Friday, November 18, 2011

Stopping sexual harassment

   Sexual harassment must stop, whether at school, in the workplace, or wherever else it may occur. It is chronic today, if our newspaper headlines are an accurate indication.
   It happens in every country of the world, every society, and among all classes of people. No one is entirely immune, whether as perpetrator or victim.
   For many years sexual harassment was largely ignored, but now more and more victims are coming forward and accusing perpetrators of of long-ago deeds. Increasingly harassment is no longer acceptable.
   This is a healthy development, but it is not enough. Sexual harassment has to stop, and each of us must do what we can to stop it.
   But we first must answer this question: What constitutes sexual harassment?

   Although not everyone agrees on what sexual harassment includes, I find the explanation of the Ontario Human Rights Code helpful.
   It defines sexual harassment as “engaging in a course of vexatious comment or conduct that is known or ought to be known to be unwelcome.” In some cases, one incident can be serious enough to be sexual harassment.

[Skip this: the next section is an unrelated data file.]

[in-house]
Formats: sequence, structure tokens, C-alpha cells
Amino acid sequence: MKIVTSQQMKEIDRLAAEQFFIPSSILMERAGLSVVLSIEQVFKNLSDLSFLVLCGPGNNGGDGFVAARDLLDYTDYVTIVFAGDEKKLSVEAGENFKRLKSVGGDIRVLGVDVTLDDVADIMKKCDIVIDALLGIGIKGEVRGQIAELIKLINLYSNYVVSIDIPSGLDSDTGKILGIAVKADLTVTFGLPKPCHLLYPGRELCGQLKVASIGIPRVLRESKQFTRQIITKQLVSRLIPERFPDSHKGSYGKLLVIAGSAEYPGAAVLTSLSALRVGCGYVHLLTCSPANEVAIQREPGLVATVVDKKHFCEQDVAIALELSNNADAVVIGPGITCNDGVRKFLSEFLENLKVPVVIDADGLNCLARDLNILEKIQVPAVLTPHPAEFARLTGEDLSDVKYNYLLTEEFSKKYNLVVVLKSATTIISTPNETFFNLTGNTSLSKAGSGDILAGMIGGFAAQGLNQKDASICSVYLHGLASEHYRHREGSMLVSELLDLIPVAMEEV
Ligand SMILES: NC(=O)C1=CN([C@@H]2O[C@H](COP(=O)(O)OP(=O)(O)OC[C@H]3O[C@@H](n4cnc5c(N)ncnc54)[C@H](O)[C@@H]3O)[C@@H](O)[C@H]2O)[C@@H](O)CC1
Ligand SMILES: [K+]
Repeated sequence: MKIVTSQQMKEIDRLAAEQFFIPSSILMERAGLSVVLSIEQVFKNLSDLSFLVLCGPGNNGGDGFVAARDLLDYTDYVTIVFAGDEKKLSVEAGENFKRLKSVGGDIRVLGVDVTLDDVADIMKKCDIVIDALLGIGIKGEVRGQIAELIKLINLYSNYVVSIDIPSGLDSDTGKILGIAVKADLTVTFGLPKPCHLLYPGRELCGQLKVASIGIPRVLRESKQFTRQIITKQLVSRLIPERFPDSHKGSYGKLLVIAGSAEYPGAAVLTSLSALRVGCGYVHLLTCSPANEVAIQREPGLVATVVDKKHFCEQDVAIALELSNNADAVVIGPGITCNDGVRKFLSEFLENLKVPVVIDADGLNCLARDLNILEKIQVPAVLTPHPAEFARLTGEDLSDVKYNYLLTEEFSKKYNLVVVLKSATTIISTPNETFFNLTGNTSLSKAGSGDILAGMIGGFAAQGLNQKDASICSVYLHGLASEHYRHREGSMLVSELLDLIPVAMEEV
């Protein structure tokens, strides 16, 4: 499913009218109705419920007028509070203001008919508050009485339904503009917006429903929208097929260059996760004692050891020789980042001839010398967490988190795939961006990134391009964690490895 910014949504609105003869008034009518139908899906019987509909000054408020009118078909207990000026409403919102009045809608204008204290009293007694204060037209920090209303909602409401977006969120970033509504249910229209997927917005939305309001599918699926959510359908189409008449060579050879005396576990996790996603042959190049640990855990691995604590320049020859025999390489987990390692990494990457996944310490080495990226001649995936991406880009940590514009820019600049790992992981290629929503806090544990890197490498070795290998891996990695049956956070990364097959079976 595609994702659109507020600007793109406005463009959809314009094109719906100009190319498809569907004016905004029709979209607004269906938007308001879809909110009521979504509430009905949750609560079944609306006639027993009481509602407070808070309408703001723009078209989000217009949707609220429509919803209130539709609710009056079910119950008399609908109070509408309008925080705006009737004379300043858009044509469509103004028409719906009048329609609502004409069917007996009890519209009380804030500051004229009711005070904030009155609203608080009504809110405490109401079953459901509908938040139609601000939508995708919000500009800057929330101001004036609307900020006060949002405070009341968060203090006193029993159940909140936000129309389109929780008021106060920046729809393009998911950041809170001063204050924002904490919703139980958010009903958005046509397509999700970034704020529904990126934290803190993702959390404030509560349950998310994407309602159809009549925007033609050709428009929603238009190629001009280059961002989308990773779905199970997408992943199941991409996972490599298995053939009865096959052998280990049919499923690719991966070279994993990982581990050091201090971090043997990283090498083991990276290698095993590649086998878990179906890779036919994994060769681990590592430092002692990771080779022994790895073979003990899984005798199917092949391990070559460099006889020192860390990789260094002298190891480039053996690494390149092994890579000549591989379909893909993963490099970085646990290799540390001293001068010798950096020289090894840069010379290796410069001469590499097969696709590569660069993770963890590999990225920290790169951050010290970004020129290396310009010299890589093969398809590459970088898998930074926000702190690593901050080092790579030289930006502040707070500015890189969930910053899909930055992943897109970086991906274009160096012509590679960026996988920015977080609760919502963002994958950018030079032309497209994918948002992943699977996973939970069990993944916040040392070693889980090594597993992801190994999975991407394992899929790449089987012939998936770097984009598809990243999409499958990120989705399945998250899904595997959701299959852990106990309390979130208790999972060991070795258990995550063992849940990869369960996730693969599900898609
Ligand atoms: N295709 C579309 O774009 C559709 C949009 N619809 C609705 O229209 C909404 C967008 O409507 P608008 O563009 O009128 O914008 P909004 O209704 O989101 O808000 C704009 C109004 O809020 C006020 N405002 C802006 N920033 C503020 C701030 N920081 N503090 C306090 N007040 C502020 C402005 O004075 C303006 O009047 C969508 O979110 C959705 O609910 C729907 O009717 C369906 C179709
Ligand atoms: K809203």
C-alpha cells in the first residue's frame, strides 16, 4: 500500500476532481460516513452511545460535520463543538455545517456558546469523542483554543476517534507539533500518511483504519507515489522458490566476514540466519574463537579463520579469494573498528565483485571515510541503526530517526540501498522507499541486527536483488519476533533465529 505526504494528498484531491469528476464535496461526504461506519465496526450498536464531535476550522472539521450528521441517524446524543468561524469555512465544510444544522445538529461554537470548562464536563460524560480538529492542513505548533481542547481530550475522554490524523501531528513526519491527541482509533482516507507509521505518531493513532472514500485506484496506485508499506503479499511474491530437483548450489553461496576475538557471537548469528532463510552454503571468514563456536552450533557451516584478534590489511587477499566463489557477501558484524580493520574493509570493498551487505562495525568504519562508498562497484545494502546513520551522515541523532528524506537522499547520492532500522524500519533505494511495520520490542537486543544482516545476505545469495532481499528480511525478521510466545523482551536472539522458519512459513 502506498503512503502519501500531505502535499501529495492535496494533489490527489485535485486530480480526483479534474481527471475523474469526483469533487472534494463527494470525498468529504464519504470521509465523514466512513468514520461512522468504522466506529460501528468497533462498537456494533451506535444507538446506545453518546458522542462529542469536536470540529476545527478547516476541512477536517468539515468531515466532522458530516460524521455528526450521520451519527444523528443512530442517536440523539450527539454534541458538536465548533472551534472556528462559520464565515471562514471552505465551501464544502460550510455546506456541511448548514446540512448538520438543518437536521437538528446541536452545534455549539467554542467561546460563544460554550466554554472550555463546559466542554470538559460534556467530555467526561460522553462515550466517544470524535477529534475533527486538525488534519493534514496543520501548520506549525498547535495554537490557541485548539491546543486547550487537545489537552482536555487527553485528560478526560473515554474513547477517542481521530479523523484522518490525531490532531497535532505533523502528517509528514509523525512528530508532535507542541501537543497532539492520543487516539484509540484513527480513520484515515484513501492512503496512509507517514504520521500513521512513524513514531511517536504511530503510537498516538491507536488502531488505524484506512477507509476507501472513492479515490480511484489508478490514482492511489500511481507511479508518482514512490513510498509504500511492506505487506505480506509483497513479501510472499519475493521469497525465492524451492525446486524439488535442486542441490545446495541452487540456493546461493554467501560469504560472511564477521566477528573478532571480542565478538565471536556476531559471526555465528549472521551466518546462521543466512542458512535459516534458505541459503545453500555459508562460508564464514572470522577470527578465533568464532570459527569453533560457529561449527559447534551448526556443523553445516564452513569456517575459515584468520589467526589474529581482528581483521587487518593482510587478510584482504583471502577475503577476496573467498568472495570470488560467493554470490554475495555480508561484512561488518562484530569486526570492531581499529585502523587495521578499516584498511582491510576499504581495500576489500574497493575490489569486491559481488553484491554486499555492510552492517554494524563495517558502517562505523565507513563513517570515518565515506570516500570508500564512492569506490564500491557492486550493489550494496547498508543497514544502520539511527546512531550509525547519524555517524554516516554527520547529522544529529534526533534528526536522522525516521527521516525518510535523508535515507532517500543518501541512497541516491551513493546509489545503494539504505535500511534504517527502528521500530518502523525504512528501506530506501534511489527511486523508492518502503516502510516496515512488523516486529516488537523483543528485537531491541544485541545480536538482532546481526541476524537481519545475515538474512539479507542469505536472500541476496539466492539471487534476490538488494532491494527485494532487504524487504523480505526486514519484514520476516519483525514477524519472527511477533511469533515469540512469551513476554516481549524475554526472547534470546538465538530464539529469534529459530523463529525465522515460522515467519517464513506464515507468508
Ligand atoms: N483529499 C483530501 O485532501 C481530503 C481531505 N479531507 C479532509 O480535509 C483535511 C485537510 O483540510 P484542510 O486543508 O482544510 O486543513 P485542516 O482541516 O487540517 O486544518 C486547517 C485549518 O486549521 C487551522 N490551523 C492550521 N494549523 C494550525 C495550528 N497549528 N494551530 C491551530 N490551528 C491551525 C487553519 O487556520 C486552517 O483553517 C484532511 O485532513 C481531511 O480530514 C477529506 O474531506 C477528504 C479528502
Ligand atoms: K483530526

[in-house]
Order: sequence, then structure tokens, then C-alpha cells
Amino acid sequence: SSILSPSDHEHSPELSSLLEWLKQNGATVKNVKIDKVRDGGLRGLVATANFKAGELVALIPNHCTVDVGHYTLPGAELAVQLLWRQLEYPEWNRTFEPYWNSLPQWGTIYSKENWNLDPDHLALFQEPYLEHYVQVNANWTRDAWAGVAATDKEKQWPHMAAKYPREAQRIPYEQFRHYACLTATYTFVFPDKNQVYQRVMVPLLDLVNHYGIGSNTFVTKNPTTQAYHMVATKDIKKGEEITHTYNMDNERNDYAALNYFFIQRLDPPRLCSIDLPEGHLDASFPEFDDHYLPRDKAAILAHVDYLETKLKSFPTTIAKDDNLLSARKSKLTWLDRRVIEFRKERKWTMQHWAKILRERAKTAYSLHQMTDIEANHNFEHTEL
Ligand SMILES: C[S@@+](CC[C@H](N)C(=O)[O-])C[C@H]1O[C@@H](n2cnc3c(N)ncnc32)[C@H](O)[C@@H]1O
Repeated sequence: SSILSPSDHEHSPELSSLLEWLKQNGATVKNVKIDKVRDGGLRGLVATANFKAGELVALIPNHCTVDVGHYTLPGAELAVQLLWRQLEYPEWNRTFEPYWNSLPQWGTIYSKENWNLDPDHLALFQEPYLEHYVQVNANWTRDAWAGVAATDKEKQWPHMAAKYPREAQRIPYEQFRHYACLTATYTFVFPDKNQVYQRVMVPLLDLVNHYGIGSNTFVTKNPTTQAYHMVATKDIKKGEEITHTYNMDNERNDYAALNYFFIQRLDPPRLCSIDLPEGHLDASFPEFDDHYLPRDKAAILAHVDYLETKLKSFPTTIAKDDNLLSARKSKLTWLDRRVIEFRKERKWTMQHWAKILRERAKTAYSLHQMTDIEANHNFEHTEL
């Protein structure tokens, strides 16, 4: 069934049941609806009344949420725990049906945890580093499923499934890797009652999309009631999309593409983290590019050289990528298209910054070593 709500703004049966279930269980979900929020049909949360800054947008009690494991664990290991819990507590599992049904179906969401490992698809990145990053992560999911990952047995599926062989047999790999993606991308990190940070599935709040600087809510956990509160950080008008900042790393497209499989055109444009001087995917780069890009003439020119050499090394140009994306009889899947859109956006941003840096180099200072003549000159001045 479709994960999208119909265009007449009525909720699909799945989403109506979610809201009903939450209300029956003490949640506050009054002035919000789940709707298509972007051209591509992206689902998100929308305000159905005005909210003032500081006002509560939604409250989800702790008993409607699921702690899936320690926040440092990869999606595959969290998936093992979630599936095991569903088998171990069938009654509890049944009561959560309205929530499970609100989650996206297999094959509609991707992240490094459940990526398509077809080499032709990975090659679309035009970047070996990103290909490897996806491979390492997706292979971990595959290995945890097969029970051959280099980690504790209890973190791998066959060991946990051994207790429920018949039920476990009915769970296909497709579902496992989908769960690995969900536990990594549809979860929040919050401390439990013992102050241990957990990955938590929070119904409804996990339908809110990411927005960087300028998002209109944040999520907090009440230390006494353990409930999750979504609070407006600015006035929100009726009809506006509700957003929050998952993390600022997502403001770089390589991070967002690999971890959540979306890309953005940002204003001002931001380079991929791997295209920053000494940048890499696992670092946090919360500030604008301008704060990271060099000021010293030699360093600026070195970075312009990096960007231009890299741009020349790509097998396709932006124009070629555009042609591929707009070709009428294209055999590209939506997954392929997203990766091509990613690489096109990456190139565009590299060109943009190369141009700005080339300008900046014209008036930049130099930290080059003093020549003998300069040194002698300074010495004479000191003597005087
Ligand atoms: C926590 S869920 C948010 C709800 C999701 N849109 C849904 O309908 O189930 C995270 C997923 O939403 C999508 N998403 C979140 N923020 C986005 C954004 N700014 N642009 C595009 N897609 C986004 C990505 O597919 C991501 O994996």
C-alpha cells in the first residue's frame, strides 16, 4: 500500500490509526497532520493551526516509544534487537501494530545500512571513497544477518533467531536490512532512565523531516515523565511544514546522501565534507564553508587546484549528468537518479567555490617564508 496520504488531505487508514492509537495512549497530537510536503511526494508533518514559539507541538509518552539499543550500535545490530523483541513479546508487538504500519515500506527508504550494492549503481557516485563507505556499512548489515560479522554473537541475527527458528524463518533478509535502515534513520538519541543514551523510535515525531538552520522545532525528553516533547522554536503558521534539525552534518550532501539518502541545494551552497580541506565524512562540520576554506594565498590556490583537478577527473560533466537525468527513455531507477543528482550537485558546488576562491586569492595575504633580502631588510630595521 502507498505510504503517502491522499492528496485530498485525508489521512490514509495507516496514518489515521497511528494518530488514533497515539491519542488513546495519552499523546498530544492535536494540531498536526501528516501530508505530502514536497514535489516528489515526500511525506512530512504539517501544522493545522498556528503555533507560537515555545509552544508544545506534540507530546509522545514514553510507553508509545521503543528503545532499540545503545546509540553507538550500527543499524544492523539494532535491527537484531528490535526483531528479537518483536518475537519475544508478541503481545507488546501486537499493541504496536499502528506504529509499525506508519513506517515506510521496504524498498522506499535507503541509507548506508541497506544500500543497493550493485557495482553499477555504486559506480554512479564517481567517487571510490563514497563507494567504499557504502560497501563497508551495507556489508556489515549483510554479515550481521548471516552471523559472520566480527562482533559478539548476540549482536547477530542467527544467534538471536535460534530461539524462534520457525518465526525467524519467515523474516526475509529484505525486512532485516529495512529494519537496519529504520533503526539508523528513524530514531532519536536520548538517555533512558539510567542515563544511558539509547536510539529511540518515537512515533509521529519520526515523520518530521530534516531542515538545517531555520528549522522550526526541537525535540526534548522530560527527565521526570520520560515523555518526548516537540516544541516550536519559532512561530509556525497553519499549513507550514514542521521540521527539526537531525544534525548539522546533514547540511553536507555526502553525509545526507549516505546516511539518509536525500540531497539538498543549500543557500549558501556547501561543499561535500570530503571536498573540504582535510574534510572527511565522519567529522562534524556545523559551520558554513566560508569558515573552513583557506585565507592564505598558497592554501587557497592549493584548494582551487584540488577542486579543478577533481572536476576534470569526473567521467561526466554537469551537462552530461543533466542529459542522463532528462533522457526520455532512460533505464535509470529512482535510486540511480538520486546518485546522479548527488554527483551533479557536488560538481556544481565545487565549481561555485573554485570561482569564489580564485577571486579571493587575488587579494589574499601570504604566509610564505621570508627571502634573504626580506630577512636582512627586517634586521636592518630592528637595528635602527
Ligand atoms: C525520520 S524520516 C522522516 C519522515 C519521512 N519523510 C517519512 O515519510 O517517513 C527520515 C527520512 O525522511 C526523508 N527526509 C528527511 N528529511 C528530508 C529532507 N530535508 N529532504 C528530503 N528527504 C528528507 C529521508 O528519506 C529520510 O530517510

And it explains that sexual harassment can include any of the following:
  • asking for sex in exchange for something, like offering to improve a test score, offering a raise or promotion at work, or withholding something like needed repairs to your apartment
  • asking for dates and not taking “no” for an answer
  • demanding hugs
  • making unnecessary physical contact, including unwanted touching
  • using rude or insulting language or making comments that stereotype girls, women, boys or men
  • calling people unkind names that relate to their sex or gender
  • making comments about a person’s physical appearance (for example, whether or not they are attractive)
  • saying or doing something because you think a person does not fit sex-role stereotypes
  • posting or sharing pornography, sexual pictures, cartoons, graffiti or other sexual images (including online)
  • making sexual jokes
  • bragging about sexual ability
  • bullying based on sex or gender
  • spreading sexual rumors or gossip (including online).